N.C. State University Theatre’s annual treasure, TheatreFest, this year celebrates mystery queen Agatha Christie, kicking off with a fun-filled production of The Hollow. A gathering for the weekend of family and friends of Sir Henry Angkatell K.C.B., and his Ladyship Lucy, at their home, “The Hollow,” goes a bit awry when someone is shot to death. The audience has seen a bit into the underlying travails of the various relationships among the group of nine characters, including an uninvited famous actress, who has recently moved into the neighborhood. Suspicions weave among each of the survivors as the action moves both darkly and hilariously to its conclusion.
Director Mia Self works with a first class cast, which includes several full-time professionals. Her set, costume, and hair designer, John C. McIlwee (who also plays the role of Sir Henry), places us in the Garden Room, poshly appointed and comfortable, of The Hollow, and clothes the characters in fine upper-class dress. Hairdos are typical 1950s elegant coifs.
Self presents us the opportunity to peek in on the private affairs of a family and even witness this extraordinary murder, without even knowing who committed it, and even more fun, to keep trying to guess “whodunnit,” separating clues from misleadings. Lighting designer Joshua Reaves and sound designer Rachel Klem enhance the show with atmospherics.
John McIlwee is a lordly and dignified Sir Henry Angkatell, the patriarch of the family. His aplomb is never disturbed by the goings-on around him, and he remains casually in charge at all times. Lady Angkatell is a complex woman who is a little off-beat and ephemeral, with flashes of a very dark side, as played by veteran TheatreFest actress JoAnne Dickinson, who joins the troupe each summer from Boston.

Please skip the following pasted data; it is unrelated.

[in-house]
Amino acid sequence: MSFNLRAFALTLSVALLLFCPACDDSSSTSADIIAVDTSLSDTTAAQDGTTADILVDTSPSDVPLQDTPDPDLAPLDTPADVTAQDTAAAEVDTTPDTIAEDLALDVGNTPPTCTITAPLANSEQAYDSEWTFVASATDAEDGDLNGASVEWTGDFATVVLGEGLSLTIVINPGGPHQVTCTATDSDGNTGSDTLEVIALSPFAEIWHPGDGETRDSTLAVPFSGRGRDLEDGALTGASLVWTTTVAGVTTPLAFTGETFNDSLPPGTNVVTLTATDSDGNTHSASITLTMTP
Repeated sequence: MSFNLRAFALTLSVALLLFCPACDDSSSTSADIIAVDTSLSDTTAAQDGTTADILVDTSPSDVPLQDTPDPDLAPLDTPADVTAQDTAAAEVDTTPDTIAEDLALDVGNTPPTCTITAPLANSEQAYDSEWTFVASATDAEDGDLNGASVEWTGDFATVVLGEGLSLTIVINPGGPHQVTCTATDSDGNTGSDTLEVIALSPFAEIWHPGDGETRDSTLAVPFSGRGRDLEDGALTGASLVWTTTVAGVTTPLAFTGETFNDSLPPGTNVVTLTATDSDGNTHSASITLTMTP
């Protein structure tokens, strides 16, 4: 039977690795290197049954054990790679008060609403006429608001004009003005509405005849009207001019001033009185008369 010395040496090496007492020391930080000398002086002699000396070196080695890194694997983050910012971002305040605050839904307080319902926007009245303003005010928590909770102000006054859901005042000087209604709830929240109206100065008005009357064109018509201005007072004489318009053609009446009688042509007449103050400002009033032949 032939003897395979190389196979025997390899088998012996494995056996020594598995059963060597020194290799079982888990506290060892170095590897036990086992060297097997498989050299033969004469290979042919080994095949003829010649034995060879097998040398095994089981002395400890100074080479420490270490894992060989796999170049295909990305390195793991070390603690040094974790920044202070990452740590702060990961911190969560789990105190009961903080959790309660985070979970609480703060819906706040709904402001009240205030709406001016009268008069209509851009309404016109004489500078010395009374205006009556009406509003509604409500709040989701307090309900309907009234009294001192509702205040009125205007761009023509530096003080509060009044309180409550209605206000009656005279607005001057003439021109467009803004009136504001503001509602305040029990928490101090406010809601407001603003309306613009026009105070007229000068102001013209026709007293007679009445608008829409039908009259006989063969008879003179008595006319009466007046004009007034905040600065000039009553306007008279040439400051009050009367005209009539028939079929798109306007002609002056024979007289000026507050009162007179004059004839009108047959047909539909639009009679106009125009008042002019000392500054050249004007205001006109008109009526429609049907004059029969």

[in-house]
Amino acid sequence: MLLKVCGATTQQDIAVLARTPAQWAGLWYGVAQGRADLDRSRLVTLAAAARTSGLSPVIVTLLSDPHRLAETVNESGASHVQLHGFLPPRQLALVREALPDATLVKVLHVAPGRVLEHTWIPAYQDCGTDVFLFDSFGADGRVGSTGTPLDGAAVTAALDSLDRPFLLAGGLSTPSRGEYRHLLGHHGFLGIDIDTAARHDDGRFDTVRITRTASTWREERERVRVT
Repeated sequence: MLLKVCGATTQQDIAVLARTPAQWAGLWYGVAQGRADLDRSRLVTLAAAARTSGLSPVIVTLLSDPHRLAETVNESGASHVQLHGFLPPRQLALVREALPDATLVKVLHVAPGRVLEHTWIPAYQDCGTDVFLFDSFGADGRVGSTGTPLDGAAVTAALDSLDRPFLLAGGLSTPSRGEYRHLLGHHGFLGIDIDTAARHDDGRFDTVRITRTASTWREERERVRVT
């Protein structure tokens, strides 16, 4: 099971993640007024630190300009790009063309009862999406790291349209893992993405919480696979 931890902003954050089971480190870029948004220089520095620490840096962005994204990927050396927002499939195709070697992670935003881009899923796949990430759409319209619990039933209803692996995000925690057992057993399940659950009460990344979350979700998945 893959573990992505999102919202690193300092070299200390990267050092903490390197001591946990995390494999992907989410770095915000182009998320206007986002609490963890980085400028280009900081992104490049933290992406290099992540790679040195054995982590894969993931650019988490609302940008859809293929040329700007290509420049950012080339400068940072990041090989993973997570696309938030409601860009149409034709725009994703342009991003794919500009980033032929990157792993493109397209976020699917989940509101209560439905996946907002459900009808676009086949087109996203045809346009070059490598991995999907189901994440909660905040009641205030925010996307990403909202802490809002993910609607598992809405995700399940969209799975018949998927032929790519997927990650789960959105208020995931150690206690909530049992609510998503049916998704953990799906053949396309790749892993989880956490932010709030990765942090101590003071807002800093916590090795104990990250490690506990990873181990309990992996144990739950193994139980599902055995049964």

Marisa Markoch is very self-contained and self-confident as Henrietta Angkatell, a sculptor, distant cousin of the nuclear family, and thoroughly independent. John Christow, M.D., F.R.C.P., is played by Jonathan King, who shows an uncomfortably cold attitude toward the recipients of his medical skills, as he discusses his interest in the diseases he loves.
Katie Barrett is the principled Midge Harvey, who works in a dress shop rather than live on family wealth. Barrett makes her cheerfulness and concern for others the basis of the portrayal. And Danny Norris masterfully uses his eyes to assure his character, Gudgeon the butler, observes every detail of the affairs of the household.
Lynda Clark makes a breathtaking entrance as Veronica Craye, the glamorous new nextdoor neighbor. Clark’s passion and verve kick the role up several notches.
Gerda Christow, the loving, faithful, doctor’s wife, is played with simple sympathy and sturdiness by Alison Lawrence. And Gus Allen depicts the Angkatell son, Edward, a rather drab fellow, with little to interest him in life, except possibly his distant cousin Henrietta, whom he is expected to wed to produce a male heir for the larger estate.
Rounding out this fine cast are Blair Downs as the kitchen maid Doris, Justin Brent Johnson as Inspector Colquhoun, C.I.D., and Kyle Bullins as Detective Sergeant Penny. All of them do fine work.